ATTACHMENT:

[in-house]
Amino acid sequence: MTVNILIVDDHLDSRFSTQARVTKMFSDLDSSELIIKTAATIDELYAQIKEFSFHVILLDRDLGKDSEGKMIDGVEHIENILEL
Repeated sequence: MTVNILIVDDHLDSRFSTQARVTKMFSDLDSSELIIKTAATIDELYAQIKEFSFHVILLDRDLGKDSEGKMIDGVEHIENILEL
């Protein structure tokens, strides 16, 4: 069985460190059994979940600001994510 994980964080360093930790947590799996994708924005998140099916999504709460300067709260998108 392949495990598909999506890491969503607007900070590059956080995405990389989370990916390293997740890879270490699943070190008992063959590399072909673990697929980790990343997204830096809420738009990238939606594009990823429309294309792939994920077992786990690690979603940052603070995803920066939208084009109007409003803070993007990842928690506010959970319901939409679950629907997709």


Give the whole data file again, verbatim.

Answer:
[in-house]
Amino acid sequence: MTVNILIVDDHLDSRFSTQARVTKMFSDLDSSELIIKTAATIDELYAQIKEFSFHVILLDRDLGKDSEGKMIDGVEHIENILEL
Repeated sequence: MTVNILIVDDHLDSRFSTQARVTKMFSDLDSSELIIKTAATIDELYAQIKEFSFHVILLDRDLGKDSEGKMIDGVEHIENILEL
């Protein structure tokens, strides 16, 4: 069985460190059994979940600001994510 994980964080360093930790947590799996994708924005998140099916999504709460300067709260998108 392949495990598909999506890491969503607007900070590059956080995405990389989370990916390293997740890879270490699943070190008992063959590399072909673990697929980790990343997204830096809420738009990238939606594009990823429309294309792939994920077992786990690690979603940052603070995803920066939208084009109007409003803070993007990842928690506010959970319901939409679950629907997709």